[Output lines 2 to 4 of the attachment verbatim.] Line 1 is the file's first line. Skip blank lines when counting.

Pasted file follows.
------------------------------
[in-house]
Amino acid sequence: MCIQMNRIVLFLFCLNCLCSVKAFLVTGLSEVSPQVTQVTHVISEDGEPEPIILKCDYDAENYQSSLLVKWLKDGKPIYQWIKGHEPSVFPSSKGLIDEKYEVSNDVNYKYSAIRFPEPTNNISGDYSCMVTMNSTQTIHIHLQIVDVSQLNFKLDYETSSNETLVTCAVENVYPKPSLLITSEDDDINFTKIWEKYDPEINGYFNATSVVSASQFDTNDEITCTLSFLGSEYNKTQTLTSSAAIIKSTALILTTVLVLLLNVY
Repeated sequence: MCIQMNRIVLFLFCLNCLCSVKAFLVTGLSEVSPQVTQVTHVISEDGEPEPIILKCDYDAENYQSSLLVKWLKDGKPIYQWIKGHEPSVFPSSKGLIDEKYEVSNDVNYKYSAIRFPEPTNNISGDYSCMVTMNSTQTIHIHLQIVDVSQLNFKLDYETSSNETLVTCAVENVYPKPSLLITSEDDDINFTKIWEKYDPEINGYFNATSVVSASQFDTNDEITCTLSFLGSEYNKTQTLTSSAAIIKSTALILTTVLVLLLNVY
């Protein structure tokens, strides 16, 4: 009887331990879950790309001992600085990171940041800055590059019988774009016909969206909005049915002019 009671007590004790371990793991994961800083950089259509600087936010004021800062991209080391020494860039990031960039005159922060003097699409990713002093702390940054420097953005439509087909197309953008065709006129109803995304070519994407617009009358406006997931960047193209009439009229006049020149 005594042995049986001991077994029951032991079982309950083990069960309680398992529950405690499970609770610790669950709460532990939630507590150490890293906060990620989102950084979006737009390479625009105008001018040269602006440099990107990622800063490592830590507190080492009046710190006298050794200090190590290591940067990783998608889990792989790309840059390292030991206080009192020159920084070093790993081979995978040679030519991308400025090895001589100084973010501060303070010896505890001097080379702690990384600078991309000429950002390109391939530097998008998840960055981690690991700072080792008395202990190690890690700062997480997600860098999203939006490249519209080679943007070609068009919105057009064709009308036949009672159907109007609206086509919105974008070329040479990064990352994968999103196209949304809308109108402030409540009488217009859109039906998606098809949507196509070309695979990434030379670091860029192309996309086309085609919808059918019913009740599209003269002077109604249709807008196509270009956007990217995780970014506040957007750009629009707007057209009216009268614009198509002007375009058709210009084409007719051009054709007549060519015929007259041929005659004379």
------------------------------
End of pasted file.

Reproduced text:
Amino acid sequence: MCIQMNRIVLFLFCLNCLCSVKAFLVTGLSEVSPQVTQVTHVISEDGEPEPIILKCDYDAENYQSSLLVKWLKDGKPIYQWIKGHEPSVFPSSKGLIDEKYEVSNDVNYKYSAIRFPEPTNNISGDYSCMVTMNSTQTIHIHLQIVDVSQLNFKLDYETSSNETLVTCAVENVYPKPSLLITSEDDDINFTKIWEKYDPEINGYFNATSVVSASQFDTNDEITCTLSFLGSEYNKTQTLTSSAAIIKSTALILTTVLVLLLNVY
Repeated sequence: MCIQMNRIVLFLFCLNCLCSVKAFLVTGLSEVSPQVTQVTHVISEDGEPEPIILKCDYDAENYQSSLLVKWLKDGKPIYQWIKGHEPSVFPSSKGLIDEKYEVSNDVNYKYSAIRFPEPTNNISGDYSCMVTMNSTQTIHIHLQIVDVSQLNFKLDYETSSNETLVTCAVENVYPKPSLLITSEDDDINFTKIWEKYDPEINGYFNATSVVSASQFDTNDEITCTLSFLGSEYNKTQTLTSSAAIIKSTALILTTVLVLLLNVY
């Protein structure tokens, strides 16, 4: 009887331990879950790309001992600085990171940041800055590059019988774009016909969206909005049915002019 009671007590004790371990793991994961800083950089259509600087936010004021800062991209080391020494860039990031960039005159922060003097699409990713002093702390940054420097953005439509087909197309953008065709006129109803995304070519994407617009009358406006997931960047193209009439009229006049020149 005594042995049986001991077994029951032991079982309950083990069960309680398992529950405690499970609770610790669950709460532990939630507590150490890293906060990620989102950084979006737009390479625009105008001018040269602006440099990107990622800063490592830590507190080492009046710190006298050794200090190590290591940067990783998608889990792989790309840059390292030991206080009192020159920084070093790993081979995978040679030519991308400025090895001589100084973010501060303070010896505890001097080379702690990384600078991309000429950002390109391939530097998008998840960055981690690991700072080792008395202990190690890690700062997480997600860098999203939006490249519209080679943007070609068009919105057009064709009308036949009672159907109007609206086509919105974008070329040479990064990352994968999103196209949304809308109108402030409540009488217009859109039906998606098809949507196509070309695979990434030379670091860029192309996309086309085609919808059918019913009740599209003269002077109604249709807008196509270009956007990217995780970014506040957007750009629009707007057209009216009268614009198509002007375009058709210009084409007719051009054709007549060519015929007259041929005659004379």